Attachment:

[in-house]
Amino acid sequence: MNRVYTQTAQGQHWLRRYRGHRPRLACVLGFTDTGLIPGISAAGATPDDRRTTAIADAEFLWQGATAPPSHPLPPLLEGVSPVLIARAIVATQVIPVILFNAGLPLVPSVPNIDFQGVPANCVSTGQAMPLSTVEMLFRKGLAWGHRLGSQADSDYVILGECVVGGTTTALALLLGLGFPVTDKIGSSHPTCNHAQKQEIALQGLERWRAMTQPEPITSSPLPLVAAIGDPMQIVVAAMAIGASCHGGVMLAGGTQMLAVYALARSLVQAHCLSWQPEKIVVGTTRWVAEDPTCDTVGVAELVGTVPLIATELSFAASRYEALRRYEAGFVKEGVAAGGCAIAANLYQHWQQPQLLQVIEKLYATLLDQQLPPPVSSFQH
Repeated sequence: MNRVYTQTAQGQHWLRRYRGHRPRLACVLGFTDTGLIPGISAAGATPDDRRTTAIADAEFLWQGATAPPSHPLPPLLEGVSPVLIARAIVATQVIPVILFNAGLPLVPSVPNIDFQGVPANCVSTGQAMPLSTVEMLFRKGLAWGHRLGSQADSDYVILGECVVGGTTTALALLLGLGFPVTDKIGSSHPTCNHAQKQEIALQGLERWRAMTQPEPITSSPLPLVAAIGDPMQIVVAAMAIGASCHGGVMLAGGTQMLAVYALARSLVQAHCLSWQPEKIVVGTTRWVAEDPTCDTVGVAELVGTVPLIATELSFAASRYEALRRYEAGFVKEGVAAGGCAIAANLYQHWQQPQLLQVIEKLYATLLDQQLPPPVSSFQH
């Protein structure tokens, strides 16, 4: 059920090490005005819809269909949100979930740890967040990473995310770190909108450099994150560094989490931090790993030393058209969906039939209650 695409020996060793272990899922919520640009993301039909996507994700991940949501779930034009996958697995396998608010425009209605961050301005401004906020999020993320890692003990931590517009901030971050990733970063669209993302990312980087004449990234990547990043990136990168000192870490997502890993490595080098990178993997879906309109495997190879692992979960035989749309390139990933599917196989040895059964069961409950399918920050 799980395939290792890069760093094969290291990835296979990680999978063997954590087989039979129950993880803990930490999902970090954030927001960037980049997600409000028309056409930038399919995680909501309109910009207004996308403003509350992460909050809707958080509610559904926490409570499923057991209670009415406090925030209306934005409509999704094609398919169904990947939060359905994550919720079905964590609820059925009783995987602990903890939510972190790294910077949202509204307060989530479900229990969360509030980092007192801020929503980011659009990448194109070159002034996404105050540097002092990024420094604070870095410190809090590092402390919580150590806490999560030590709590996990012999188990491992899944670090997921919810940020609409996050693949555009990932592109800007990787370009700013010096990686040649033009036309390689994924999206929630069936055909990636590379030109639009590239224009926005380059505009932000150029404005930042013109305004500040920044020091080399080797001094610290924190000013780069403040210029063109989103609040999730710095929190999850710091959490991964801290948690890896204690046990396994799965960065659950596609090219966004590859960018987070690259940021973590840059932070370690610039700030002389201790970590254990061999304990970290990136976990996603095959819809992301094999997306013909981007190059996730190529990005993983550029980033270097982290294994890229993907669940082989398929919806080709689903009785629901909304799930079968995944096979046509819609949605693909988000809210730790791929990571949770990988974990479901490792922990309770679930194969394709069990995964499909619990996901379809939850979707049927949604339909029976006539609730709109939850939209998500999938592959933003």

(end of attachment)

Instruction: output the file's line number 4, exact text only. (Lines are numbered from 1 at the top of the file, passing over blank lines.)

């Protein structure tokens, strides 16, 4: 059920090490005005819809269909949100979930740890967040990473995310770190909108450099994150560094989490931090790993030393058209969906039939209650 695409020996060793272990899922919520640009993301039909996507994700991940949501779930034009996958697995396998608010425009209605961050301005401004906020999020993320890692003990931590517009901030971050990733970063669209993302990312980087004449990234990547990043990136990168000192870490997502890993490595080098990178993997879906309109495997190879692992979960035989749309390139990933599917196989040895059964069961409950399918920050 799980395939290792890069760093094969290291990835296979990680999978063997954590087989039979129950993880803990930490999902970090954030927001960037980049997600409000028309056409930038399919995680909501309109910009207004996308403003509350992460909050809707958080509610559904926490409570499923057991209670009415406090925030209306934005409509999704094609398919169904990947939060359905994550919720079905964590609820059925009783995987602990903890939510972190790294910077949202509204307060989530479900229990969360509030980092007192801020929503980011659009990448194109070159002034996404105050540097002092990024420094604070870095410190809090590092402390919580150590806490999560030590709590996990012999188990491992899944670090997921919810940020609409996050693949555009990932592109800007990787370009700013010096990686040649033009036309390689994924999206929630069936055909990636590379030109639009590239224009926005380059505009932000150029404005930042013109305004500040920044020091080399080797001094610290924190000013780069403040210029063109989103609040999730710095929190999850710091959490991964801290948690890896204690046990396994799965960065659950596609090219966004590859960018987070690259940021973590840059932070370690610039700030002389201790970590254990061999304990970290990136976990996603095959819809992301094999997306013909981007190059996730190529990005993983550029980033270097982290294994890229993907669940082989398929919806080709689903009785629901909304799930079968995944096979046509819609949605693909988000809210730790791929990571949770990988974990479901490792922990309770679930194969394709069990995964499909619990996901379809939850979707049927949604339909029976006539609730709109939850939209998500999938592959933003």